The objective was to characterize the transcriptome profile of in vivo–derived female embryos competent to establish and maintain gestation. Blastocysts from superovulated heifers were bisected to generate two demi-embryos. One demi-embryo was transferred into a synchronized recipient and the other part was used for RNA-seq analysis. Data on transcript abundance was analyzed for 4 demi-embryos that established and maintained pregnancy to day 60 (designated as PP) and 3 that did not result in a pregnancy at day 30 (designated as NP). Using a false discovery rate of P < 0.10 as cutoff, a total of 155 genes were differentially expressed between PP and NP embryos, of which 73 genes were upregulated and 82 genes were downregulated in the PP group. The functional cluster with the greatest enrichment score for embryos that survived, representing 28 genes (48% of the annotated genes), was related to membrane proteins, particularly those related to olfaction and neural development and function. The functional cluster with the greatest enrichment score for downregulated genes in embryos that survived included terms related to oxidative phosphorylation, mitochondrial function, and transmembrane proteins. In conclusion, competence of in vivo–derived female bovine embryos to survive after transfer is associated with increased expression of genes encoding transmembrane proteins, perhaps indicative of differentiation of the inner cell mass to epiblast, and decreased expression of genes involved in oxidative phosphorylation, perhaps indicative of reduced metabolic activity.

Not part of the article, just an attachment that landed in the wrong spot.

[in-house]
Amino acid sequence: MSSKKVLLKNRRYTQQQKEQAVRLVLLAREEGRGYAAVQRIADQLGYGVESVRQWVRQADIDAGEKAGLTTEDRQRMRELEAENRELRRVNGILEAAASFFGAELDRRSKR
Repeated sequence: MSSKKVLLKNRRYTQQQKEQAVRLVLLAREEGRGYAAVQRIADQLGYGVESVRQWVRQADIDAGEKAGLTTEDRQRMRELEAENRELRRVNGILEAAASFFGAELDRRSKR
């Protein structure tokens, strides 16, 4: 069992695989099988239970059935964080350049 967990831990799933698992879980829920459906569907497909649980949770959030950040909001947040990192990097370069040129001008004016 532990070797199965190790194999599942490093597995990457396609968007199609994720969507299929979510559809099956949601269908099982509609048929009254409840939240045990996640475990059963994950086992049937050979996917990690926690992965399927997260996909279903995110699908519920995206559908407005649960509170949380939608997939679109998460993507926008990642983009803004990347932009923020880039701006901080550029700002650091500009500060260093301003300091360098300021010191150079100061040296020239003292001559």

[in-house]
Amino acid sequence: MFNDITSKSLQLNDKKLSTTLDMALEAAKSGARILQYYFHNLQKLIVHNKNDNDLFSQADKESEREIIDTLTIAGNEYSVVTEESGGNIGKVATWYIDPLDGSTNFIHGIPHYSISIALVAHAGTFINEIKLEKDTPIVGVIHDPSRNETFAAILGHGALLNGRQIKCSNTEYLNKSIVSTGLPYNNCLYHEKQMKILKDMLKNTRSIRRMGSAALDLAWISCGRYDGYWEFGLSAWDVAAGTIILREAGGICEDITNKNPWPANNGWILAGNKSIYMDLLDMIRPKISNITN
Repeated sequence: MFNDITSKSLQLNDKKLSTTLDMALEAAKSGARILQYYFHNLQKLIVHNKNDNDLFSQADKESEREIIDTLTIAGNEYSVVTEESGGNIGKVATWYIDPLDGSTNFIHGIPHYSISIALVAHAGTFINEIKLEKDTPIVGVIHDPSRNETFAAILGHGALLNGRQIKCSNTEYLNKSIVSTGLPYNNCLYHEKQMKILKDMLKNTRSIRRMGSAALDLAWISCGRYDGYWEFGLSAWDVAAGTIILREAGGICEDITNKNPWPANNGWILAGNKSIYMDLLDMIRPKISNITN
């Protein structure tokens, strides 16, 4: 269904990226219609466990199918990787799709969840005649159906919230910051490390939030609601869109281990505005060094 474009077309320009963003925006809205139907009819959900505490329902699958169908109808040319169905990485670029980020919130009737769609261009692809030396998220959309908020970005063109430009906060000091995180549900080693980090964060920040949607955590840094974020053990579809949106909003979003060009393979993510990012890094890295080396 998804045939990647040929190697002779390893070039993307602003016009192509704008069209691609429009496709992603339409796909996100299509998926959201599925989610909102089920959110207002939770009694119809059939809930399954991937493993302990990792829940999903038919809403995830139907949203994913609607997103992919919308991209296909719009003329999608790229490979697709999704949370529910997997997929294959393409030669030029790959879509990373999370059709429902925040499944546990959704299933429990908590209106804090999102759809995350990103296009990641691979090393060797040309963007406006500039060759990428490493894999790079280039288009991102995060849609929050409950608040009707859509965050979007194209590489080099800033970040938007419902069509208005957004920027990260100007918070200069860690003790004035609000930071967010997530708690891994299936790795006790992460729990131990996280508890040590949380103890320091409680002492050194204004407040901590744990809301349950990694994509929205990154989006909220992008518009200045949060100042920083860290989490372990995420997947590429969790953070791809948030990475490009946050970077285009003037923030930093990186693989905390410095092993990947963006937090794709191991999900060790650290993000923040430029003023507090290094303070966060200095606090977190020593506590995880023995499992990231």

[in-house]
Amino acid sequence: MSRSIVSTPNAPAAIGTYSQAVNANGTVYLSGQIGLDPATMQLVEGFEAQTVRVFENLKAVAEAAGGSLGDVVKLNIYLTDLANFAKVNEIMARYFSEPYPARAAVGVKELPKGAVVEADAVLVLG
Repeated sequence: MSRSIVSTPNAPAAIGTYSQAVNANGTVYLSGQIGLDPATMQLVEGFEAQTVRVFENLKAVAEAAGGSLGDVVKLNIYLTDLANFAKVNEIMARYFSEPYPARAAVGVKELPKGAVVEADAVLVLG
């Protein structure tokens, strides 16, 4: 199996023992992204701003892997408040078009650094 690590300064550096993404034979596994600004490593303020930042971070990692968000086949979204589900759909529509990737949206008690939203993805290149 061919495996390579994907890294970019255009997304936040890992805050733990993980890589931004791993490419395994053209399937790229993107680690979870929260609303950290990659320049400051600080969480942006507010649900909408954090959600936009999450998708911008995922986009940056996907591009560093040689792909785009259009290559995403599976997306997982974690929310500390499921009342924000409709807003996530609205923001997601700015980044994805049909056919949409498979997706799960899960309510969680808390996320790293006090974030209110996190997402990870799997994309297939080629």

- Embryo survival
- Preimplantation embryo